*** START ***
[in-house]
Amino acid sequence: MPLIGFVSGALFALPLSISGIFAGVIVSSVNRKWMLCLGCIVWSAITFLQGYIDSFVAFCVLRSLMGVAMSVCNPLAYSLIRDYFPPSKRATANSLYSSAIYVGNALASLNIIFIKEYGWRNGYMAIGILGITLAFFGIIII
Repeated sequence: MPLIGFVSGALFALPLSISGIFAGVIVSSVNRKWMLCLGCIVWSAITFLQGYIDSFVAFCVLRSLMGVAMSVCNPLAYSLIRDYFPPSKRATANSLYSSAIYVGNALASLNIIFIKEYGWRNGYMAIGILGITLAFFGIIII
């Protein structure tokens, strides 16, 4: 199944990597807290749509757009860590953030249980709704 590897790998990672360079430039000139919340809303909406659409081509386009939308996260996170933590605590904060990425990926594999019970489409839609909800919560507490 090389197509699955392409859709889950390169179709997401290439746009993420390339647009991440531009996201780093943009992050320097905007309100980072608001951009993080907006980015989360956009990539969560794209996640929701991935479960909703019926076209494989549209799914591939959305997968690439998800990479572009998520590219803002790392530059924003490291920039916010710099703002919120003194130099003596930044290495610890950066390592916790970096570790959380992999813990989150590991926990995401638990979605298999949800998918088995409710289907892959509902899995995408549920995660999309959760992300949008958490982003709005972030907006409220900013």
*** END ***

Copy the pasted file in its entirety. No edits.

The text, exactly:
[in-house]
Amino acid sequence: MPLIGFVSGALFALPLSISGIFAGVIVSSVNRKWMLCLGCIVWSAITFLQGYIDSFVAFCVLRSLMGVAMSVCNPLAYSLIRDYFPPSKRATANSLYSSAIYVGNALASLNIIFIKEYGWRNGYMAIGILGITLAFFGIIII
Repeated sequence: MPLIGFVSGALFALPLSISGIFAGVIVSSVNRKWMLCLGCIVWSAITFLQGYIDSFVAFCVLRSLMGVAMSVCNPLAYSLIRDYFPPSKRATANSLYSSAIYVGNALASLNIIFIKEYGWRNGYMAIGILGITLAFFGIIII
């Protein structure tokens, strides 16, 4: 199944990597807290749509757009860590953030249980709704 590897790998990672360079430039000139919340809303909406659409081509386009939308996260996170933590605590904060990425990926594999019970489409839609909800919560507490 090389197509699955392409859709889950390169179709997401290439746009993420390339647009991440531009996201780093943009992050320097905007309100980072608001951009993080907006980015989360956009990539969560794209996640929701991935479960909703019926076209494989549209799914591939959305997968690439998800990479572009998520590219803002790392530059924003490291920039916010710099703002919120003194130099003596930044290495610890950066390592916790970096570790959380992999813990989150590991926990995401638990979605298999949800998918088995409710289907892959509902899995995408549920995660999309959760992300949008958490982003709005972030907006409220900013």